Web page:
Extract from Elizabeth Raymer’s article “E-discovery evolution”
Digital tools to use in discovery have been evolving over the past decade or so, from glorified Excel databases to very technically sophisticated software.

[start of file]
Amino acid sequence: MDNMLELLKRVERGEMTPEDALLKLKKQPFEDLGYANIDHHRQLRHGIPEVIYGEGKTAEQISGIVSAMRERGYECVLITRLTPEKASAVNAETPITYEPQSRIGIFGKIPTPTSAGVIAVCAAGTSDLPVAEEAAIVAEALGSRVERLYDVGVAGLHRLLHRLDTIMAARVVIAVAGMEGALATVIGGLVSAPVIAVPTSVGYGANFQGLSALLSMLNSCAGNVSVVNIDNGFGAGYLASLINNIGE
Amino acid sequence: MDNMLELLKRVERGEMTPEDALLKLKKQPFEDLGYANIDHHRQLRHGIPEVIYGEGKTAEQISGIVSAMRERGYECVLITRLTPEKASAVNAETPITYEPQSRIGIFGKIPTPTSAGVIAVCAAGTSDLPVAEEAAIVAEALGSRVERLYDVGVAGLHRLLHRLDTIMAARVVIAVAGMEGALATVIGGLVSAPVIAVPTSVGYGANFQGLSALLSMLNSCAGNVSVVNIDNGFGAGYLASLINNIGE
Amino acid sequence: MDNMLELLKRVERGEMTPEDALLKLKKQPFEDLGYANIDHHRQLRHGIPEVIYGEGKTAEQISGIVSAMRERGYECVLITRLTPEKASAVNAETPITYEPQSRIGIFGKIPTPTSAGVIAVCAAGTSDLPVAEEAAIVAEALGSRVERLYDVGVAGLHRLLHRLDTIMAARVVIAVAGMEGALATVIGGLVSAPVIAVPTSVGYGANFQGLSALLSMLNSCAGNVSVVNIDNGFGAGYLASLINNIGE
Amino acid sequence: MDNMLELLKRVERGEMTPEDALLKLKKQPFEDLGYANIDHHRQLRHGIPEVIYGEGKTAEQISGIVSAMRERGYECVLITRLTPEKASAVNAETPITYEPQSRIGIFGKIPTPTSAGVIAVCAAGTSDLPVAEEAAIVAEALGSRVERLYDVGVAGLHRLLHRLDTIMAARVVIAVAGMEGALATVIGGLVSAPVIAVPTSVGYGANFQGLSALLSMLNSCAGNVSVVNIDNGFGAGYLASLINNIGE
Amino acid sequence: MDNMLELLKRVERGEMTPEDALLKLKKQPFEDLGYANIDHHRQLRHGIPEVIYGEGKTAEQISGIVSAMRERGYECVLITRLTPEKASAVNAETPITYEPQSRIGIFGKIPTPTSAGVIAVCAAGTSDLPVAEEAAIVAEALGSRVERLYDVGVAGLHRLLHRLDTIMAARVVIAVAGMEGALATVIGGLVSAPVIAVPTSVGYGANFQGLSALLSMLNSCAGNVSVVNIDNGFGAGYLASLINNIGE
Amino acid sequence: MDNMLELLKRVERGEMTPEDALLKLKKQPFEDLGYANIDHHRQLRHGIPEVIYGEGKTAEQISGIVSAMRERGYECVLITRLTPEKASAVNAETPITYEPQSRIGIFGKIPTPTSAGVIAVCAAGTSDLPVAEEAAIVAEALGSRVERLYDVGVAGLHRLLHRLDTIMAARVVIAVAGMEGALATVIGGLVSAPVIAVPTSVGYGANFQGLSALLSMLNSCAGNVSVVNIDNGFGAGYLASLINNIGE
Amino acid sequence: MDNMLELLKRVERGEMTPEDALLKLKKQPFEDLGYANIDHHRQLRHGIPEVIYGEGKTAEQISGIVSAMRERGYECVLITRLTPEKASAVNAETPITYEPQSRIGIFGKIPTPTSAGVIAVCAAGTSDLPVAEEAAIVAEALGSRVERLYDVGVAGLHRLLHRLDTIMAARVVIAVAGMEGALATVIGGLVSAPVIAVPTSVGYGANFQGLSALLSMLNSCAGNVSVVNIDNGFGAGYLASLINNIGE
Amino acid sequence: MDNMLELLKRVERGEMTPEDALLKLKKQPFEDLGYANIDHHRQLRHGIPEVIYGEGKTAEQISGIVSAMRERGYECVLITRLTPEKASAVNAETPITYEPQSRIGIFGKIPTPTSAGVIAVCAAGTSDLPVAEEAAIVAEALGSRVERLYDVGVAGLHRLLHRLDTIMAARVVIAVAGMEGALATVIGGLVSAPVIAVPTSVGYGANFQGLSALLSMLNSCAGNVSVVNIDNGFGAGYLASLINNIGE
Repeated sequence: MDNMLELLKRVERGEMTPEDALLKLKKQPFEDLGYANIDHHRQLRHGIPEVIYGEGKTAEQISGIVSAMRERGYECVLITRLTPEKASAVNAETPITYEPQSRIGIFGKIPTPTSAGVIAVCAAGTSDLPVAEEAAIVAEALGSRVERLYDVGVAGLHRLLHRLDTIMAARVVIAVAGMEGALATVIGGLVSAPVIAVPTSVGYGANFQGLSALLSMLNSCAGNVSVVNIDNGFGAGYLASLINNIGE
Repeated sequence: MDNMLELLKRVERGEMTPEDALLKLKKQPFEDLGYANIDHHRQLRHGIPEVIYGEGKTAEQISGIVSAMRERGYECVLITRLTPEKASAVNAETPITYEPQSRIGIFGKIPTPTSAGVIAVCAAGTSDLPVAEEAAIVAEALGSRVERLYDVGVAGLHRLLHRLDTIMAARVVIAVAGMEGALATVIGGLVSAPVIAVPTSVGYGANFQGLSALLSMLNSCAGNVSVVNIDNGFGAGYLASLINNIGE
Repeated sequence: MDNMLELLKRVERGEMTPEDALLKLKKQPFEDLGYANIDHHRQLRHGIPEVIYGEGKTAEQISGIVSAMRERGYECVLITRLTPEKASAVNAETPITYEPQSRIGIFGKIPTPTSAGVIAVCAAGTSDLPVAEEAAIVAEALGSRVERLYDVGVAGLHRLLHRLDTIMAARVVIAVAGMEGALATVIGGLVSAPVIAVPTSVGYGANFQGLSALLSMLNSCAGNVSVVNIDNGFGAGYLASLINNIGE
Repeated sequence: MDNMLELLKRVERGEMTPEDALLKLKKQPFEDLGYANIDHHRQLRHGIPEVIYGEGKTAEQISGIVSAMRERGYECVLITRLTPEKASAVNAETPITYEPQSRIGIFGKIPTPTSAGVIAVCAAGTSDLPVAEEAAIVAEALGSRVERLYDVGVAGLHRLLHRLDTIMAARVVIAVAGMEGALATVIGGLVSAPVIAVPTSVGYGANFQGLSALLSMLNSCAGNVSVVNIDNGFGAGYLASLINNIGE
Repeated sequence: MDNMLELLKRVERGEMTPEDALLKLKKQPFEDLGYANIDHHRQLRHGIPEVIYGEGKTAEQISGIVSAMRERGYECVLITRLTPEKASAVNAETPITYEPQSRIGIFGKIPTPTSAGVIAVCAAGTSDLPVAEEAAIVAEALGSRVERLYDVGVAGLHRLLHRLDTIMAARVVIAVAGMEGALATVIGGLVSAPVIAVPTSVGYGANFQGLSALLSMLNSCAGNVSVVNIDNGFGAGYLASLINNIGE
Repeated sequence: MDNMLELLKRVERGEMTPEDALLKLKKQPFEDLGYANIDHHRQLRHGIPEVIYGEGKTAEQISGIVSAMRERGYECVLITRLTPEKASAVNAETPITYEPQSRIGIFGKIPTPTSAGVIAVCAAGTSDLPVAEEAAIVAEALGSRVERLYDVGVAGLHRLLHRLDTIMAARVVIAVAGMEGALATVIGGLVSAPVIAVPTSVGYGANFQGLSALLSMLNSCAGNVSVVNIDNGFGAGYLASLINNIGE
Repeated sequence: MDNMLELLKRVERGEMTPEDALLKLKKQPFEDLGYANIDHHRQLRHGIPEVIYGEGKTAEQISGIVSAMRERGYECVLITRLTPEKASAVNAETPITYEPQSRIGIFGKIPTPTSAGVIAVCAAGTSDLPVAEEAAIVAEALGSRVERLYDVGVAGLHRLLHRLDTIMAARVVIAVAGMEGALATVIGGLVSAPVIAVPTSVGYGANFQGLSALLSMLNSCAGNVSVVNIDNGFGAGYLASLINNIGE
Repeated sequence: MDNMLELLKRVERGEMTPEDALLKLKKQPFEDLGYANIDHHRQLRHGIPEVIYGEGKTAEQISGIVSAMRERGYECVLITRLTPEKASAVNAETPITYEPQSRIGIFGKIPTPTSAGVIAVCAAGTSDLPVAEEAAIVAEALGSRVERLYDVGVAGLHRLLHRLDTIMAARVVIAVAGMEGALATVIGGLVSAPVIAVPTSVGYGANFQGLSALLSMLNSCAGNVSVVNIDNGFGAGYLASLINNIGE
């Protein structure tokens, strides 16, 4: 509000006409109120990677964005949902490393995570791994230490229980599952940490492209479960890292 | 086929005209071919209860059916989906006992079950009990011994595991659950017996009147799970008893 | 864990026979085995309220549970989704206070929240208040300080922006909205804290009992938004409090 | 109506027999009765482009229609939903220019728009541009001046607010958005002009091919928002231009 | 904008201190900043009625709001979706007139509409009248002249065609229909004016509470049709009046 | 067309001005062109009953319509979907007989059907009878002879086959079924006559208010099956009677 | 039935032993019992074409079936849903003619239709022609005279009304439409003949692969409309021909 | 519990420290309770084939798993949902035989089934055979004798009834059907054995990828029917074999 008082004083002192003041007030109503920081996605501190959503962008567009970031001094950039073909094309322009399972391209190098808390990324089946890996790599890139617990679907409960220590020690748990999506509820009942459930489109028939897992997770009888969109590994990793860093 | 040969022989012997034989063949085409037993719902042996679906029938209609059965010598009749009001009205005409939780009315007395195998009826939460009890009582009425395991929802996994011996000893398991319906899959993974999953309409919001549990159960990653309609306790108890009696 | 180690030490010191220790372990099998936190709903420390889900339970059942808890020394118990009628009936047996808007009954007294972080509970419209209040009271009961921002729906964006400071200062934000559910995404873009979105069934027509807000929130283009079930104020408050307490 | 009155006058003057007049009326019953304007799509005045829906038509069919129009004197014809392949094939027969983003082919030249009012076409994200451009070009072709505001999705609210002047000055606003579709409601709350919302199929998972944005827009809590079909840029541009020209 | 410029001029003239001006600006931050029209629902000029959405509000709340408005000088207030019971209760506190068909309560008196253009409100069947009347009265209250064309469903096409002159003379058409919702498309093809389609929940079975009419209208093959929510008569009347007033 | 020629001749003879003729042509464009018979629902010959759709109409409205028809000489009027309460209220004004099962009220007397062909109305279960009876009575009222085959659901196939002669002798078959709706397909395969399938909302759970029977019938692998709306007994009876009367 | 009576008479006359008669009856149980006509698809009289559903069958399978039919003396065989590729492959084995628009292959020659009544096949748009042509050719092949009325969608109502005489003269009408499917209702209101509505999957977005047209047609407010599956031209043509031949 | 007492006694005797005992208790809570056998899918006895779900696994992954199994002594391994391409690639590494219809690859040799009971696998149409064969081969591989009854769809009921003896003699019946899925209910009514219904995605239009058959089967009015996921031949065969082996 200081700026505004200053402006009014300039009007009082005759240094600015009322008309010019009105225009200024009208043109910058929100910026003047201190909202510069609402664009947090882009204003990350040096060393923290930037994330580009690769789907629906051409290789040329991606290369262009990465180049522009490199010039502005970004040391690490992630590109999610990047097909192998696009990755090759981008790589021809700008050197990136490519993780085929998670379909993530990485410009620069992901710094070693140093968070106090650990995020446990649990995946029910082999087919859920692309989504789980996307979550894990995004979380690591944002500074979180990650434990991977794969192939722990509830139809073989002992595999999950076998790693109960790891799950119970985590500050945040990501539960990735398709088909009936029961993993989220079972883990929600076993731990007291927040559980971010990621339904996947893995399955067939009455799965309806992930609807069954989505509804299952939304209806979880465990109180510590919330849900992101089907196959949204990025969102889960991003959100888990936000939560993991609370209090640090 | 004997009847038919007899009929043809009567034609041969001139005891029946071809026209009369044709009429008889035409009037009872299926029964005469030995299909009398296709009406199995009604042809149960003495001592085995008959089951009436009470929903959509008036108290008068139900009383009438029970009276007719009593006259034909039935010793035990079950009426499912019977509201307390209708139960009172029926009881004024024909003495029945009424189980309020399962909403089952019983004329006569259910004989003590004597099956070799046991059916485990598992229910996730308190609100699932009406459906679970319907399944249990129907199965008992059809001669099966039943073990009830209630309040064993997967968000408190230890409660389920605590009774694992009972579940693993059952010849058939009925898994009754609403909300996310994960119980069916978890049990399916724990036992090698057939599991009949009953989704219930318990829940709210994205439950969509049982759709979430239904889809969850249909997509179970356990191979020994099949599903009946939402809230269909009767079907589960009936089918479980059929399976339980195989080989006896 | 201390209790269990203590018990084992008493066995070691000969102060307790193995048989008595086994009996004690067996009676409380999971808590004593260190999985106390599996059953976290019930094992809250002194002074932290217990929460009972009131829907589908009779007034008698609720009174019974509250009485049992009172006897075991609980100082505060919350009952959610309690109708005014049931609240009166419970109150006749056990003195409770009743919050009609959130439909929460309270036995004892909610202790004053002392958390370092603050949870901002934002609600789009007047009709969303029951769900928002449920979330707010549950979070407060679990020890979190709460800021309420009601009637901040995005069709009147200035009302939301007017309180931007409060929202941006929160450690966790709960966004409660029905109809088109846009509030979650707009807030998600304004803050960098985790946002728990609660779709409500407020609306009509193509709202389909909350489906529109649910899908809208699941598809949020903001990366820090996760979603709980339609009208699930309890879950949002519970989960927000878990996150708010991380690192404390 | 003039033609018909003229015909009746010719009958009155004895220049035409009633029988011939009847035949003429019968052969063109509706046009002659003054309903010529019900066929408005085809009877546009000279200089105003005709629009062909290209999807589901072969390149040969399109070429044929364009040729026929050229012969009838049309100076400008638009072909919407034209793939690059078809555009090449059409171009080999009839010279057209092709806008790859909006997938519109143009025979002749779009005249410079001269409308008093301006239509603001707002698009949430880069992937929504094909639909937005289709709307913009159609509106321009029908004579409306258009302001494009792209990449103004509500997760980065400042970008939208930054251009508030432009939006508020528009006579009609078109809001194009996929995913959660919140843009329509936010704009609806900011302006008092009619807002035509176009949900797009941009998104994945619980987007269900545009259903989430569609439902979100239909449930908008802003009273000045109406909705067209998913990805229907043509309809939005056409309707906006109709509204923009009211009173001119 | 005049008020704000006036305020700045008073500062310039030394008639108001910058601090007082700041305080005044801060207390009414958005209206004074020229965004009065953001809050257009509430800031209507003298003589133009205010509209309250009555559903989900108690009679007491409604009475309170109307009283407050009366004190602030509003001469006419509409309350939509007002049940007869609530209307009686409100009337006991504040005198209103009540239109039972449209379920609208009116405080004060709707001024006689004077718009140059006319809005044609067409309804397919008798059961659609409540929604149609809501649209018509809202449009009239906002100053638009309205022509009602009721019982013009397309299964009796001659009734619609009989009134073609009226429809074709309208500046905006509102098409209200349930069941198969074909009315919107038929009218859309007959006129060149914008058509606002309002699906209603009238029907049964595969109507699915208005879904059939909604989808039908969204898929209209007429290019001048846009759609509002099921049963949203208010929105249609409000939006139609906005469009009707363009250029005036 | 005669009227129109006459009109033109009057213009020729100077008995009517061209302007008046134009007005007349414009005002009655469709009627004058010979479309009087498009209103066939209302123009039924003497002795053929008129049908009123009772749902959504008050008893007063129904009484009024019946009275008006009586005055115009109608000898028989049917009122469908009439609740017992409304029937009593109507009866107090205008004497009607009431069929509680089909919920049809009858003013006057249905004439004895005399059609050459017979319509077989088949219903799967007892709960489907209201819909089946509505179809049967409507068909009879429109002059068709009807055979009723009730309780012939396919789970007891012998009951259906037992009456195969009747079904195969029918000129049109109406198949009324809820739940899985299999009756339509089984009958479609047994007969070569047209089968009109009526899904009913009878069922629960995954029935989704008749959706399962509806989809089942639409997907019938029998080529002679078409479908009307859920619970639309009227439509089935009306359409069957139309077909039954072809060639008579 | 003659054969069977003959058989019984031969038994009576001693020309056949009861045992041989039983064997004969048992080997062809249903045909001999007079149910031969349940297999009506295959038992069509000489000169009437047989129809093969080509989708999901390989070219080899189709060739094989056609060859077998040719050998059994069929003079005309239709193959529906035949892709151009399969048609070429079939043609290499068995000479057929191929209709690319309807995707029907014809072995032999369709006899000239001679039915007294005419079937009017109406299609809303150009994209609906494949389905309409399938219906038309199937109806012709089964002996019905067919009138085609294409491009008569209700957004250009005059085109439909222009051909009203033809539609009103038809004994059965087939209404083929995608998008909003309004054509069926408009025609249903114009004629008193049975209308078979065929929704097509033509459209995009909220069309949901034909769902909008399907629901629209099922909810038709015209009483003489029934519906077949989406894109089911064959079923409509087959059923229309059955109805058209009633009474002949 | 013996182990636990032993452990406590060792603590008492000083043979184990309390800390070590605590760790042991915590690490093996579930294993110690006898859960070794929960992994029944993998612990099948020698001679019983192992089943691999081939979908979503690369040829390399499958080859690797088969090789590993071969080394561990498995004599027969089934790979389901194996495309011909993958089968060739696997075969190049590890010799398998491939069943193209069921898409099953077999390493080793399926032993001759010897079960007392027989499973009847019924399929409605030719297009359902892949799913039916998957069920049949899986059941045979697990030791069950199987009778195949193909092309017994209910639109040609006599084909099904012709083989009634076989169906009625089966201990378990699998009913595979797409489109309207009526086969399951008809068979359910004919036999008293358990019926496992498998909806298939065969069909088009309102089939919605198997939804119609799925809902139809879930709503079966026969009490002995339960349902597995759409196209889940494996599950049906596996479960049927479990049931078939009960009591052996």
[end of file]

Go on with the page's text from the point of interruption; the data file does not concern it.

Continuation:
“The tools now are incredible,” says Sarah Millar, discovery counsel at Lenczner Slaght Royce Smith Griffin LLP, a litigation boutique firm in Toronto, whose practice focuses exclusively on discovery. E-discovery technology has grown by leaps and bounds recently, she says, and the legal profession in Canada has embraced it. “The sophisticates in the U.S. were using the technology before us, but here, the uptake has been incredible in the last two or three years.”